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DLXXXIII (A XII, 40)

TO ATTICUS (IN HIS SUBURBAN VILLA)
ASTURA (9 MAY)
What the nature of Caesar's invective in answer to my panegyric 1 is likely to be, I have seen clearly from the book, which Hirtius has sent me, in which he collects Cato's faults, but combined with very warm praise of myself. Accordingly, I have sent the book to Musca with directions to give it to your copyists. As I wish it to be made public: to facilitate that please give orders to your men. I often try my hand at an "essay of advice." 2 I can't hit upon anything to say: and yet I have by me Aristotle and Theopompus "to Alexander." But where is the analogy? They were writing what was at once honourable to themselves and acceptable to Alexander. Can you find any similar circumstance in my case? For my part nothing occurs to me. You say in your letter that you fear that both our popularity and influence will suffer by such mourning as mine. I don't know what people object to or expect. That I should not grieve? How can that be? That I should not be prostrated? Who was ever less so? While I was finding consolation in your house, who was ever refused admittance to me? Who ever came to see me who felt any awkwardness? I came to Astura from your house. Those cheerful friends of yours who find fault with me cannot read as much as I have written. Well or ill is not the question: but the substance of my writings was such as no one could have composed who was broken down in spirit. I have been thirty days in your suburban villa. 3 Who ever failed to find me at home or reluctant to converse? At this very moment the amount of my reading and writing is such that my people find a holiday more laborious than I do working days. If anyone wants to know why I am not at Rome,—"because it is the vacation." Or why I am not staying at the humble places of mine on this coast, which are now in season,—"because I should have been annoyed by the crowd of visitors there." I am therefore staying at the place, where the man who considered Baiae the queen of watering-places used year after year to spend this part of the season. When I come to Rome I will give no cause for unfavourable remark either by my look or my conversation. That cheerfulness by which I used to temper the sadness of the situation I have lost for ever; but firmness and fortitude either of heart or speech will not be found wanting. As to Scapula's pleasure-grounds, it seems possible that as a favour, partly to you and partly to me, we might secure their being put up to auction. Unless that is done, we shall be cut out. But if we come to a public auction, we shall outbid Otho's means by our eagerness. For as to what you say about Lentulus, he is not solvent. 4 If only the Faberian business is certain, 5 and you are making an effort, as I am sure you are doing, we shall get what we want. You ask how long I am staying on here. Only a few days: but I am not certain. As soon as I have settled, I will write to you: and write to me yourself, and tell me how long you intend to be in your suburban villa. The day on which I am sending this to you, I have the same news as you give me about Pilia and Attica, both by letter and messenger.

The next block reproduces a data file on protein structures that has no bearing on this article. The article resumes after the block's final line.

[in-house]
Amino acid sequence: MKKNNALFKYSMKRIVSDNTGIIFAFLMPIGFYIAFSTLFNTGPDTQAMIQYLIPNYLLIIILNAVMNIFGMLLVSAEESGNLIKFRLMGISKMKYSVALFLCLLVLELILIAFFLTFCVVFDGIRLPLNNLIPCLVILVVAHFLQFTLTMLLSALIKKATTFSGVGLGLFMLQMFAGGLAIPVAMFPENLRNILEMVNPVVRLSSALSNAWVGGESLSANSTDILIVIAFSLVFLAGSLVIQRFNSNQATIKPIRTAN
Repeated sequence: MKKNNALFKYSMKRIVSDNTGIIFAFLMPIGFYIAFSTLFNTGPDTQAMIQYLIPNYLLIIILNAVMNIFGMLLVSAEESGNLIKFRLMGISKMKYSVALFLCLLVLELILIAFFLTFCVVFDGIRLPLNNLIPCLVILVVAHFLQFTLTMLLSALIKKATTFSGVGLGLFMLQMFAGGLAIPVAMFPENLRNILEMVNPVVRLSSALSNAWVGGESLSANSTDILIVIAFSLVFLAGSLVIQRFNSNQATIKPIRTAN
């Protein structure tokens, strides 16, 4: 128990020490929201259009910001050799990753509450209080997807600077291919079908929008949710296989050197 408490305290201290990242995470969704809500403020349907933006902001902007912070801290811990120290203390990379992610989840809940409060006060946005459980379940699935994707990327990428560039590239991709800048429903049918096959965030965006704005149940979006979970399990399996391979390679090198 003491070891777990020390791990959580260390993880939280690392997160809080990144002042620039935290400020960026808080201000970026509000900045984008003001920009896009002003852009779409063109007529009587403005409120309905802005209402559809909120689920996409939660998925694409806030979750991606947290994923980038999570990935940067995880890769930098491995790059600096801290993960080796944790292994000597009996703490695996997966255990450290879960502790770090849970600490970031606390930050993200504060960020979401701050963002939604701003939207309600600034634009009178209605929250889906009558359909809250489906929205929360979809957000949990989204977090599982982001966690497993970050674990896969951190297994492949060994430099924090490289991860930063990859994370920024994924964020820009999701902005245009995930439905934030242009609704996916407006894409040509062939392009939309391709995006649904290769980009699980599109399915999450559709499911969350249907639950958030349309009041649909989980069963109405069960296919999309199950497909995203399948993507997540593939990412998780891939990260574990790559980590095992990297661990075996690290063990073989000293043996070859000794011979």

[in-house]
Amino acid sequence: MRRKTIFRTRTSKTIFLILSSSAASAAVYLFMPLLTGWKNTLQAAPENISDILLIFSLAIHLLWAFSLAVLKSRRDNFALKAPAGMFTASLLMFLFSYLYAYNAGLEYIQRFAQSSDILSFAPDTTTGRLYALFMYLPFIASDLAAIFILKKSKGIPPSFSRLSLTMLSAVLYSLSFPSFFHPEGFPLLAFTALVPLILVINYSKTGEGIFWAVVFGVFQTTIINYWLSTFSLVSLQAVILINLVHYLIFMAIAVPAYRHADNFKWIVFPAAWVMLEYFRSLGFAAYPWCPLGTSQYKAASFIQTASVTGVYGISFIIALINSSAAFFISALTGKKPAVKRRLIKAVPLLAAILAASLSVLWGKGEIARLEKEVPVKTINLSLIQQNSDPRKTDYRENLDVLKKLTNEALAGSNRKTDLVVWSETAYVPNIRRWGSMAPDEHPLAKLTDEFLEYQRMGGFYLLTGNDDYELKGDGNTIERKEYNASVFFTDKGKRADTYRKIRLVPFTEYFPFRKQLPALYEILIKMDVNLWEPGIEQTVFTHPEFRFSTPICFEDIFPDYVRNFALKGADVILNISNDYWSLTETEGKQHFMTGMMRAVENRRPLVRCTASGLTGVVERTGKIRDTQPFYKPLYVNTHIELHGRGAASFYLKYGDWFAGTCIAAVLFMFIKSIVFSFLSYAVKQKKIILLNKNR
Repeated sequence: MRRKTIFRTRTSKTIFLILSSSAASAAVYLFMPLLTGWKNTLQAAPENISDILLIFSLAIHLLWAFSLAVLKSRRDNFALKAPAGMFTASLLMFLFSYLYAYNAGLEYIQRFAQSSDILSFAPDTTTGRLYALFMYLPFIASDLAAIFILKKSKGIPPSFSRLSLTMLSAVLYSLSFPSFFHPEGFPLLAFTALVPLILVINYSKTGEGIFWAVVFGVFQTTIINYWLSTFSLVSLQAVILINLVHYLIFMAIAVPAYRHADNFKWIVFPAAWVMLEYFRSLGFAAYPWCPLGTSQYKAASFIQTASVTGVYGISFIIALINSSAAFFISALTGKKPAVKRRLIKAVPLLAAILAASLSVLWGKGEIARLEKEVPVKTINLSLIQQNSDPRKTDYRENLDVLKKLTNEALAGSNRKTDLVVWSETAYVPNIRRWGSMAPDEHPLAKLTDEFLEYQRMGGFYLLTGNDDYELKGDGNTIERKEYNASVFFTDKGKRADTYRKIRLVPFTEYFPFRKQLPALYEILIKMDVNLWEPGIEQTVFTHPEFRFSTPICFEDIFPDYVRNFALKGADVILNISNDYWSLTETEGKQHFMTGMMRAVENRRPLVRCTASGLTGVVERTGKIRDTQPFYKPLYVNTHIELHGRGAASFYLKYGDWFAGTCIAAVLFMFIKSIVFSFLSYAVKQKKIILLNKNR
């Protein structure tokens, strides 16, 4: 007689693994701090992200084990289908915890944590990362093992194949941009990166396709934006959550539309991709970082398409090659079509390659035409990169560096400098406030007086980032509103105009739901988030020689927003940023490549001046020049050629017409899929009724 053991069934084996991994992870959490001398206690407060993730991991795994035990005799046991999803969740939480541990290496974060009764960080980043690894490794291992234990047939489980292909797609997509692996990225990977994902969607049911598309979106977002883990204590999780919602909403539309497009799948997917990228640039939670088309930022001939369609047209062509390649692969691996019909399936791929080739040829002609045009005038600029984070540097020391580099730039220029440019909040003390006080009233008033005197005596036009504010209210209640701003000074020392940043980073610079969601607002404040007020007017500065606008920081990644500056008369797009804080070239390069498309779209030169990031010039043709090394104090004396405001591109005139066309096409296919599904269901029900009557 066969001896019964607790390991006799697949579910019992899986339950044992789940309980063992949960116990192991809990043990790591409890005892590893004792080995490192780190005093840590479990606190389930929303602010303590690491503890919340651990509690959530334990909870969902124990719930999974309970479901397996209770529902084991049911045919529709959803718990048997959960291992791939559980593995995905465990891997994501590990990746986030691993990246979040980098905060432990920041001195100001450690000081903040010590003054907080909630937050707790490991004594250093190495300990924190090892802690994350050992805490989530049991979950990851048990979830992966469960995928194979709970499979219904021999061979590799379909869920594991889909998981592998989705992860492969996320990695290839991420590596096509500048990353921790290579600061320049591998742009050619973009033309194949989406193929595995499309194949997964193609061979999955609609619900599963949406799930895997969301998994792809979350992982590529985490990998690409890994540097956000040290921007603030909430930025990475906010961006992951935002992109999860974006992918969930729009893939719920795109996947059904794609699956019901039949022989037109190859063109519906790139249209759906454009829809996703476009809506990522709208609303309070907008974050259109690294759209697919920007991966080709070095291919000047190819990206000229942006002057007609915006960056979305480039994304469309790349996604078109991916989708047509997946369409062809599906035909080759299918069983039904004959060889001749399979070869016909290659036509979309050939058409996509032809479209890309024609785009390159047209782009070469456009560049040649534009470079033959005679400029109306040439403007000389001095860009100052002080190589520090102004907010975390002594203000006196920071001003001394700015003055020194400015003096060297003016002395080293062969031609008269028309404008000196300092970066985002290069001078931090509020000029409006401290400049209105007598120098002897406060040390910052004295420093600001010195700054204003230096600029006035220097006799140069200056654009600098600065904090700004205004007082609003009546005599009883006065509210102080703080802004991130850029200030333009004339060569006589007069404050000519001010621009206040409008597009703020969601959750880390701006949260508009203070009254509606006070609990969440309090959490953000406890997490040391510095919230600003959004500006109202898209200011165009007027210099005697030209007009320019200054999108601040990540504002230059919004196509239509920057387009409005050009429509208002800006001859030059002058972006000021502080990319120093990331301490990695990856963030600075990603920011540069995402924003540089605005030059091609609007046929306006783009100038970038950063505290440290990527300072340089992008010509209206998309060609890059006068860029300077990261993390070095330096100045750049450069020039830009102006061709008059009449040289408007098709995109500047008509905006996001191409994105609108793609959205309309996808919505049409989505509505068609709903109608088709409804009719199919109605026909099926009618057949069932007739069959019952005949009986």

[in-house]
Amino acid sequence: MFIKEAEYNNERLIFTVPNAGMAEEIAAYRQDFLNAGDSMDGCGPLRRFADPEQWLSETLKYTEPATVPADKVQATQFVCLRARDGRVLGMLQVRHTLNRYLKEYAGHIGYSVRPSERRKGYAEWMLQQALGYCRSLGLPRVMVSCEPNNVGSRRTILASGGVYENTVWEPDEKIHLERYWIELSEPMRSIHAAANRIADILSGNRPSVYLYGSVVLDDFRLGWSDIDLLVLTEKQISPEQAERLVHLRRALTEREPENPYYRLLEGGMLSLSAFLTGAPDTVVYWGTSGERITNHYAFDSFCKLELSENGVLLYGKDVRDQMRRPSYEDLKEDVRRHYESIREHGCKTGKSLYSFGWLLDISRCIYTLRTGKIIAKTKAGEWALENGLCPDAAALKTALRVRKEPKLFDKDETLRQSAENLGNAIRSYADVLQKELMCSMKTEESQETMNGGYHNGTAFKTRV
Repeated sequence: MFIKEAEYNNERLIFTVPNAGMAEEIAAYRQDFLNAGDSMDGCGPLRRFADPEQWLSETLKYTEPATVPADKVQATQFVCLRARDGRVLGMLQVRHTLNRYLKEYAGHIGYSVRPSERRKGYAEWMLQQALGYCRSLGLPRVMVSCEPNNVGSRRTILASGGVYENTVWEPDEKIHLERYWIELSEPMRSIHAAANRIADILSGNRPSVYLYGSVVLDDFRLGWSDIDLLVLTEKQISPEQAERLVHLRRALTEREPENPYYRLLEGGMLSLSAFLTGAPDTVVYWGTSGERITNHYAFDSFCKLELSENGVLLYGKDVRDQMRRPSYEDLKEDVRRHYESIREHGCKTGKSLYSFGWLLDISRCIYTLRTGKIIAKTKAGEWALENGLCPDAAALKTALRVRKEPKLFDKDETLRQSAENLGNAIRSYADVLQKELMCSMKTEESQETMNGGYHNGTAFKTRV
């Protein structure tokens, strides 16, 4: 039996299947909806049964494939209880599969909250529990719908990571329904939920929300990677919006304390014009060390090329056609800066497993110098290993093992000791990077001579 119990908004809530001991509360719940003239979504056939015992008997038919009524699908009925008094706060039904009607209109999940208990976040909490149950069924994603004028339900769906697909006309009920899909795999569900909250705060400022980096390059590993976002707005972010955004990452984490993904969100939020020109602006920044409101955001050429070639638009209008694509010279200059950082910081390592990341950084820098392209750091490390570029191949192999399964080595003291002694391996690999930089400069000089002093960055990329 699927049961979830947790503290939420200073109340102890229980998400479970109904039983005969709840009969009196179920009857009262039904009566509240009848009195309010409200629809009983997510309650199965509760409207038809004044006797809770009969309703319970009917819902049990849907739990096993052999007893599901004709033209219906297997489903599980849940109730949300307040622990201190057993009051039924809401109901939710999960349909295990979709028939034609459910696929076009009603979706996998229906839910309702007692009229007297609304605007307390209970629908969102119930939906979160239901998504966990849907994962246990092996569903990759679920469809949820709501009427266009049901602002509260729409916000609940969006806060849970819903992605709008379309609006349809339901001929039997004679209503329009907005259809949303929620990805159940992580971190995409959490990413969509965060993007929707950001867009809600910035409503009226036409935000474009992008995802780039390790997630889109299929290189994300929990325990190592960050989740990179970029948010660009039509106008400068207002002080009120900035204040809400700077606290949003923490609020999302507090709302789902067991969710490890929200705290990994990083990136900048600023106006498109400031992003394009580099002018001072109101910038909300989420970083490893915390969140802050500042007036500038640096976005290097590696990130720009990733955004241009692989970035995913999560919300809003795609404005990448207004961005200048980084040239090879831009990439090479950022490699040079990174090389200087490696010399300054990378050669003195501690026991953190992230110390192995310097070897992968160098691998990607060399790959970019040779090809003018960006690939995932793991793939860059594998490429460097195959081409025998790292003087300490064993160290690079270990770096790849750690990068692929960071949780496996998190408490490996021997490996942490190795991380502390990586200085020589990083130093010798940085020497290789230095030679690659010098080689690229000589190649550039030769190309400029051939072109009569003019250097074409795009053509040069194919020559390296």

1 That is, an answer to Cicero's Cato. Hirtius—under Caesar's direction-appears to have published an answer, which was meant to be a prologue to a fuller one by Caesar himself, which appeared afterwards in two books (Suet. Iul. 56).

2 Addressed to Caesar, on the resettlement of the constitution. Aristotle addressed a treatise to Alexander περὶ βασιλείας. Theopompus (b. B.C. 378) wrote among his orations (συμβουλευτικοὶ λόγοι) one addressed to Alexander on the state of his native Chios.

3 That is during April, in which there are no letters to Atticus. I do not think in hortis can refer to Astura. It is always used of a suburban residence or grounds.

4 I suggest non est solvendo for non est in eo (cp. Phil. 2.4). Others suggest non extimesco (Madvig), non timeo (Tyrrell and Purser). Taking solvendo, the reference would be to some (to us unknown) Lentulus who was said to be wishing to buy the horti Scapulani.

5 The recovery of his debt from Faberius. See p.223.

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